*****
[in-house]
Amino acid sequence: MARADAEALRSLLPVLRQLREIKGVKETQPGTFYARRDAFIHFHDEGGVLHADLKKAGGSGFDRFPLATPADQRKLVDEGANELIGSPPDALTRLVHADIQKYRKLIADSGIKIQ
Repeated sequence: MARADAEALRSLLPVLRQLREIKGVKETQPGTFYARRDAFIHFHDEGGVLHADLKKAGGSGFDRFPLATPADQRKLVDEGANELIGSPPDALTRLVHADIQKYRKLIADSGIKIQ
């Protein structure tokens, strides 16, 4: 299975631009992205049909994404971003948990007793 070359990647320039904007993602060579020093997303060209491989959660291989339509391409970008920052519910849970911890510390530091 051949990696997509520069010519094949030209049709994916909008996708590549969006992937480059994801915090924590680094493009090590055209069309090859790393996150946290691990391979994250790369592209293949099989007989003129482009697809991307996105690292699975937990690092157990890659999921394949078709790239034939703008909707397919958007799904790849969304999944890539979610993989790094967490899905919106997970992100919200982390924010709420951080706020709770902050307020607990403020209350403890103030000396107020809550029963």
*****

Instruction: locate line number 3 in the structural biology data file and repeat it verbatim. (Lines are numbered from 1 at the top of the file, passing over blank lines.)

Repeated sequence: MARADAEALRSLLPVLRQLREIKGVKETQPGTFYARRDAFIHFHDEGGVLHADLKKAGGSGFDRFPLATPADQRKLVDEGANELIGSPPDALTRLVHADIQKYRKLIADSGIKIQ